Your fraud argument is seated on very narrow interpretations. "Use" does not necessarily mean shipping new units. Discontinuing a product does not equate with discontinuing use of its trademark. And proving intent just means showing a plan, fulfilled or not. You think Psion can't argue any of those points? Okay, but don't say nobody spotted where they could (and should) attack.

  4. I have no interest in concealing facts and would rather as much information as possible were available for the TTAB decision (whether good or bad for the case).

    I do feel for Psion having been so far ahead only to see others successful with inferior devices, but at this stage their losses are miniscule in comparison to what the rest of the industry stands to lose and to enforce their trademark would do exactly the opposite of what is intended: users buying a "netbook" expecting something like an Eee PC will get something different entirely (better, but far more expensive).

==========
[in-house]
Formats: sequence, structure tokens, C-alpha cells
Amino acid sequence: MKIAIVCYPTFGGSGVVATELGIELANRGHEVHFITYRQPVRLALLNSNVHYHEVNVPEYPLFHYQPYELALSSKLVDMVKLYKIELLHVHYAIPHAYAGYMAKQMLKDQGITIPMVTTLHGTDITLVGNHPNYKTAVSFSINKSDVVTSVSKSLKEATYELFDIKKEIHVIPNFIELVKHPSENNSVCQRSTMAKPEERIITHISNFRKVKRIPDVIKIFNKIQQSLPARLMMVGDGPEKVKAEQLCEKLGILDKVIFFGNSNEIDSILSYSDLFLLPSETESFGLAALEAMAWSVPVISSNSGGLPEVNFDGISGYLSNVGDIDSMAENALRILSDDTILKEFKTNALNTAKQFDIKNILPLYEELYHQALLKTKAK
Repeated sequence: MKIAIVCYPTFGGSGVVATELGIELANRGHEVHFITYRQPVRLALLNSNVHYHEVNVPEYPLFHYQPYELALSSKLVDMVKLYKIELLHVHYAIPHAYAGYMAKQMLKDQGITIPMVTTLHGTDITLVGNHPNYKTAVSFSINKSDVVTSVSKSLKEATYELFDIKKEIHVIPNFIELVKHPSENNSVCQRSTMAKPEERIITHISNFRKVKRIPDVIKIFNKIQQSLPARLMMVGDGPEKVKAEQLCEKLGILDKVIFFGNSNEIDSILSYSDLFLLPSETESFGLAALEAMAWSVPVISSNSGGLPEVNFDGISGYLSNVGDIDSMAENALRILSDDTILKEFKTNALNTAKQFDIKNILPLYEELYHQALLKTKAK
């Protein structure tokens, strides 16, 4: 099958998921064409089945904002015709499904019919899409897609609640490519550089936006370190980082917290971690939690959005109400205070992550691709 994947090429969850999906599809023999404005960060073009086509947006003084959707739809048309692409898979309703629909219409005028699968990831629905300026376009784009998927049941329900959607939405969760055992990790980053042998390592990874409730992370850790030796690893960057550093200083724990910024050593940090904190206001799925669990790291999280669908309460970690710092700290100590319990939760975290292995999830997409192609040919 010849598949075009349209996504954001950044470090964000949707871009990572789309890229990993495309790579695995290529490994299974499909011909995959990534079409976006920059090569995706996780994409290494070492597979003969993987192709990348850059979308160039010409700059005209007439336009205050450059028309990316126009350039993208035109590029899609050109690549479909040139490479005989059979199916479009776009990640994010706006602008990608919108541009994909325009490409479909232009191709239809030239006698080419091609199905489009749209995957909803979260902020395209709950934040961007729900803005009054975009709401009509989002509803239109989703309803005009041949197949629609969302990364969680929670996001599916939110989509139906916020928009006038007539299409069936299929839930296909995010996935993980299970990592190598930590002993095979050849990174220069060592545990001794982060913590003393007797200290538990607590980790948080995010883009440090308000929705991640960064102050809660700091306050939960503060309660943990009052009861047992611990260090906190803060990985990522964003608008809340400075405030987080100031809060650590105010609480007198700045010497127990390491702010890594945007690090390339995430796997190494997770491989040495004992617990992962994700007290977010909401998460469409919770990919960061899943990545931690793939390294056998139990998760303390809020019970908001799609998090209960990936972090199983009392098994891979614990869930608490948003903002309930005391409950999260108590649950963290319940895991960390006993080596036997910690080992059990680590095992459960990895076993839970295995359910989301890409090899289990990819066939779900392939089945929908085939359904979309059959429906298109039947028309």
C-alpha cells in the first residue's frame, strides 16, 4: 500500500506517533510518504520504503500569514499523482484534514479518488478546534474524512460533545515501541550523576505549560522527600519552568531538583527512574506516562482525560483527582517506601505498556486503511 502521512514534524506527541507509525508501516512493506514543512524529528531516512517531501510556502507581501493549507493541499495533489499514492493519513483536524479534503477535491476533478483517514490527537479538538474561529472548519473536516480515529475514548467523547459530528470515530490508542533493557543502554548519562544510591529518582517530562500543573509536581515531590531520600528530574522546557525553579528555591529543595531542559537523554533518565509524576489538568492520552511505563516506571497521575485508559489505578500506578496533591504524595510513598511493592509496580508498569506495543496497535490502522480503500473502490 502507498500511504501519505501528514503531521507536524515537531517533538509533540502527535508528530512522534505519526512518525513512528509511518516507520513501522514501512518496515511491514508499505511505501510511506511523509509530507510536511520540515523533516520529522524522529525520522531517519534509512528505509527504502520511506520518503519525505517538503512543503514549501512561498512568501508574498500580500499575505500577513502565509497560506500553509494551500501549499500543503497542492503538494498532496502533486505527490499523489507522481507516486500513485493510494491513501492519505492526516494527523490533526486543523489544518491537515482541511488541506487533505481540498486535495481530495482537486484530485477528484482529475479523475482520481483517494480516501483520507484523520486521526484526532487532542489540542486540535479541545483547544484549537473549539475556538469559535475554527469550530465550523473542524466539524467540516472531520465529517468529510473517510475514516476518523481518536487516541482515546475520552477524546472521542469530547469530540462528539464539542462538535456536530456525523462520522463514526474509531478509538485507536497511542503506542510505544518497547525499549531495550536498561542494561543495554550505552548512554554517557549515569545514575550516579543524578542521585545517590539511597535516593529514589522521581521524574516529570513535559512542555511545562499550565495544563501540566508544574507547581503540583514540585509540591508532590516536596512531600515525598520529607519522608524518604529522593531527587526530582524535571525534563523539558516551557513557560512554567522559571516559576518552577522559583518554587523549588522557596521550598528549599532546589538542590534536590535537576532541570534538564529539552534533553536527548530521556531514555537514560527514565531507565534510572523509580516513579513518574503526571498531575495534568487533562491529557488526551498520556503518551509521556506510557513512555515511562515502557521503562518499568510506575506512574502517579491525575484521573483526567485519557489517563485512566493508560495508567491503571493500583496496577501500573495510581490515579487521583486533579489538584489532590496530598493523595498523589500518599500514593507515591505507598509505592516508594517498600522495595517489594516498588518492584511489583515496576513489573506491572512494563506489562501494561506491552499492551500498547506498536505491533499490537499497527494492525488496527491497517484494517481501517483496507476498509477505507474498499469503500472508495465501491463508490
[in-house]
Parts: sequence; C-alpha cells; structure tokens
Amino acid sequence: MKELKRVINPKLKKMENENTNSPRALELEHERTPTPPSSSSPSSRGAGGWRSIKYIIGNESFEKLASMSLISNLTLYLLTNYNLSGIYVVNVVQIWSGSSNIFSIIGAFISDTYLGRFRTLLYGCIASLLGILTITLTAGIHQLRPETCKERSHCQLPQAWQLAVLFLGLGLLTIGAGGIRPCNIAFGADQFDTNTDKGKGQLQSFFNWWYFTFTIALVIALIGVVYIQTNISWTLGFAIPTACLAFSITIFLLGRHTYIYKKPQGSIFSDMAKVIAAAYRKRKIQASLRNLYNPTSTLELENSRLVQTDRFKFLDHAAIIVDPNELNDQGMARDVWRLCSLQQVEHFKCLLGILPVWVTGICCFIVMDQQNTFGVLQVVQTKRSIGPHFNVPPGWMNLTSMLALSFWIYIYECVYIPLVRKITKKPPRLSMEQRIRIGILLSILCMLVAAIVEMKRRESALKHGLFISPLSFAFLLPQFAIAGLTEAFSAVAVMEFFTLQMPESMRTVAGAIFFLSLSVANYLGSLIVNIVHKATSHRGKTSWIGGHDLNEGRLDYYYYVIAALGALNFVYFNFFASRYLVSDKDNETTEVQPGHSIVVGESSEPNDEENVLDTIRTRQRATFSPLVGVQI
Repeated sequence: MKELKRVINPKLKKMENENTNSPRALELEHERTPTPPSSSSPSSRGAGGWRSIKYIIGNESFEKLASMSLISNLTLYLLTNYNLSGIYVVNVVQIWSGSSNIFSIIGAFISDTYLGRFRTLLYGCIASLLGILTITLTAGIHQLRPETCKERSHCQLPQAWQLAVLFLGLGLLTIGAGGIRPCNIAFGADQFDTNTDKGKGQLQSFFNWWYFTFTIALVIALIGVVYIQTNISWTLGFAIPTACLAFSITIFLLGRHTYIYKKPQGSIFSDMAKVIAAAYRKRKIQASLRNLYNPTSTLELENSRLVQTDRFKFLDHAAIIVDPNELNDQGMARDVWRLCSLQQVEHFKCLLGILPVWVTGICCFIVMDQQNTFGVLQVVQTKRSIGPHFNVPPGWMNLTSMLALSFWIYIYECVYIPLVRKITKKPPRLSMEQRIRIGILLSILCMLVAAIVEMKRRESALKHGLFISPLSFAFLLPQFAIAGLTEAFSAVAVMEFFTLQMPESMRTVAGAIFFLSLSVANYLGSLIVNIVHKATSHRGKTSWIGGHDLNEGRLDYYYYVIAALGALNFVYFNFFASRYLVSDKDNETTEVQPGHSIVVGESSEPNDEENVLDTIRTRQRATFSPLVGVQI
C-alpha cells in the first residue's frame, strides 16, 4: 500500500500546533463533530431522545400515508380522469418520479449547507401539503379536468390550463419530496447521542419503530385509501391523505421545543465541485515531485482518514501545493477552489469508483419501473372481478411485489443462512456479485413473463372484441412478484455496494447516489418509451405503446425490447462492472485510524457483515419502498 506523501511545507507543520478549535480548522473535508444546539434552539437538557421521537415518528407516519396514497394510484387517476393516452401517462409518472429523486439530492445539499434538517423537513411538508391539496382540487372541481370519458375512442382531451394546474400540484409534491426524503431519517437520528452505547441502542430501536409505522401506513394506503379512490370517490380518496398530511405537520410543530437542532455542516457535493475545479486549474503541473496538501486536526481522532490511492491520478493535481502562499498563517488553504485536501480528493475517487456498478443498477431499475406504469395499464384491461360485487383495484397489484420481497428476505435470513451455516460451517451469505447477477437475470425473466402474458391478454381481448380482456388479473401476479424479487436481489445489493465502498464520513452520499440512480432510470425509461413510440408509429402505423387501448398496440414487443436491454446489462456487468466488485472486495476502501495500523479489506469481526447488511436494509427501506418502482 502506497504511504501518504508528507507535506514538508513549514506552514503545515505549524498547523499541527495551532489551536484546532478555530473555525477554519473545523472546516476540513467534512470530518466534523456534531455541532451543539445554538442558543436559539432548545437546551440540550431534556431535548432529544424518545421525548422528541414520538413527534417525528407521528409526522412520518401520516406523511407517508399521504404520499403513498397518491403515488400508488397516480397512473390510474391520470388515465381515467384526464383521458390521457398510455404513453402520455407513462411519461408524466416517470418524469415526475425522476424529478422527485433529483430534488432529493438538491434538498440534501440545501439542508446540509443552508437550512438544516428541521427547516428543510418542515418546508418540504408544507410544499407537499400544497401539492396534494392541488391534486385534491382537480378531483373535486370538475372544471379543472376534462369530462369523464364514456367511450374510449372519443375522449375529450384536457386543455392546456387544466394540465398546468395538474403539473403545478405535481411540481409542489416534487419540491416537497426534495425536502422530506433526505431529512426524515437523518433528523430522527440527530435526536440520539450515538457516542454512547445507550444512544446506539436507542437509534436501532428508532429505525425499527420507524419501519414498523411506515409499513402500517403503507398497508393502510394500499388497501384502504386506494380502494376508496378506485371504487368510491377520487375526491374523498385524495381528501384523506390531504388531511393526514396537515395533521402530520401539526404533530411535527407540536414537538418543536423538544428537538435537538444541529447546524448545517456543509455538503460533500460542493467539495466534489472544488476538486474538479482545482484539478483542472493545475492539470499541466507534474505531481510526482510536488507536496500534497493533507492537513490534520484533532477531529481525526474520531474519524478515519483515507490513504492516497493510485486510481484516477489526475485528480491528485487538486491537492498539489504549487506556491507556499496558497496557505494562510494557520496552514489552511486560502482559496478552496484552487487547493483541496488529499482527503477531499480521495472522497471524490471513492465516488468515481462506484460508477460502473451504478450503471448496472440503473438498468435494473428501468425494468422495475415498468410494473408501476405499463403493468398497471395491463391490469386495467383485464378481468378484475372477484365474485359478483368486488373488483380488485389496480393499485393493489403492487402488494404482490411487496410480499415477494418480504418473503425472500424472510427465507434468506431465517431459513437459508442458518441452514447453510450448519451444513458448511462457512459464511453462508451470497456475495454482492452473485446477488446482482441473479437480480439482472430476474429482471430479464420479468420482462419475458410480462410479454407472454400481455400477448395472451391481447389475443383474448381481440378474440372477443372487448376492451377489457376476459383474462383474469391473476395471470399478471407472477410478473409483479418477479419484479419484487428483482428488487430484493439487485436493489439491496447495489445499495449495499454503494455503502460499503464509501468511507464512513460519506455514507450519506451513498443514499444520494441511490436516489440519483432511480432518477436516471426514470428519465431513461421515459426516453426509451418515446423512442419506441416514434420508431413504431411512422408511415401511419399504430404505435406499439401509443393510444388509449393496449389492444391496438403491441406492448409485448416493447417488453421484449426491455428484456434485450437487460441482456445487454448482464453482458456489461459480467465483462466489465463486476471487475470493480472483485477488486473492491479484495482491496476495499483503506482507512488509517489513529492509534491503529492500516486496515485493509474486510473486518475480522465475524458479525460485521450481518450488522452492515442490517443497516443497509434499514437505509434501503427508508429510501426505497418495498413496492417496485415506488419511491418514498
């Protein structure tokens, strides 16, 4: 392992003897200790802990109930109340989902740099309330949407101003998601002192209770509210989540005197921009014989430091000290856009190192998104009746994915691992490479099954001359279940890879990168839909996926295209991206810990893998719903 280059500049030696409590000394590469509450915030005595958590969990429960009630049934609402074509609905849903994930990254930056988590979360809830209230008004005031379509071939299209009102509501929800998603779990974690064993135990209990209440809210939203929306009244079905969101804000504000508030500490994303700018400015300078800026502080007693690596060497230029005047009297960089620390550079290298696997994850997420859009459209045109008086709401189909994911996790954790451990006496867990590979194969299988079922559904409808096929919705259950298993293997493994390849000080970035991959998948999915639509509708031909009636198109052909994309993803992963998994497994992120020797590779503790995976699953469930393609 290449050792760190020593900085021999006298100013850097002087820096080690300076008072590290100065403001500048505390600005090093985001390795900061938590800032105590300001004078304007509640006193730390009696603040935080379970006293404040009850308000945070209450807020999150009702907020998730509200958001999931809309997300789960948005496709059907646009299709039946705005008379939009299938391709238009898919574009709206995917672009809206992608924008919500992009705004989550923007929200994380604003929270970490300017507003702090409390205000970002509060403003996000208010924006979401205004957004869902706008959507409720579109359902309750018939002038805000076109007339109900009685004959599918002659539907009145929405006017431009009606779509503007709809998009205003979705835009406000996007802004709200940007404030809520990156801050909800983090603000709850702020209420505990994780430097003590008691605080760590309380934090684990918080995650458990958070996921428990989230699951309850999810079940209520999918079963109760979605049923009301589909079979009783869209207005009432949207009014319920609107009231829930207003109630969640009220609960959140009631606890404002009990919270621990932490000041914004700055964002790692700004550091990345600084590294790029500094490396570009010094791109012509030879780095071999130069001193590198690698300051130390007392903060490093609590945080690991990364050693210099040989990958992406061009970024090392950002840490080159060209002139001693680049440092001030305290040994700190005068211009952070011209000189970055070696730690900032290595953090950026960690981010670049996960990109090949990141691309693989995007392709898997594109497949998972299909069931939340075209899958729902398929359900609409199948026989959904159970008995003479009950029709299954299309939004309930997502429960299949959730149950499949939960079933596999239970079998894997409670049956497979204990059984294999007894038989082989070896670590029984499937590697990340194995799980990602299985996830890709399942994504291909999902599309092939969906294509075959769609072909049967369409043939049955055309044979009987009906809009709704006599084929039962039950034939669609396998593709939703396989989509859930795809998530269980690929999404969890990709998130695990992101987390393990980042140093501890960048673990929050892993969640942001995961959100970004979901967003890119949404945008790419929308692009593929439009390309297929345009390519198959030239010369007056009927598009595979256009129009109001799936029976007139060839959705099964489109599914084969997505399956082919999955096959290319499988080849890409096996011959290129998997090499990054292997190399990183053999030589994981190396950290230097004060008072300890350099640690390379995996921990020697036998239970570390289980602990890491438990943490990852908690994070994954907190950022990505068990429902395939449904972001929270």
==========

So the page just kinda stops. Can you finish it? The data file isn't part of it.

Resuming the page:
A good analogy I saw used in one of the many threads was a toddler putting a toy back in the box only to throw a tantrum when another kid starts playing with it.

    I'm actually not convinced that Psion will fight this... they haven't said 'boo' since it all kicked off (STN included) and there is always the possibility that they will announce a product and forget about the TM. I do think that Dell will do a much better job of building the case than STN ever could have and if Psion do decide to put up a fight then I reckon they'll have their work cut out.

    Anyway it's been an interesting debate so far. I'm a tech guy but have a strong interest in the area where the tech and legal industries mesh (some would say grind) together.


  5. That's a good attitude, Sam, and I have good news for you. The Wayback Machine pegs the last listing of the netBook Pro on Psion's website in July 2006, so using the argument presented on STN, Psion's claim on the trademark could expire as early as this summer. Again though, we don't know when they actually stopped shipping the product, but there appears to be a distinct end to the advertising and use of the trademark on their website.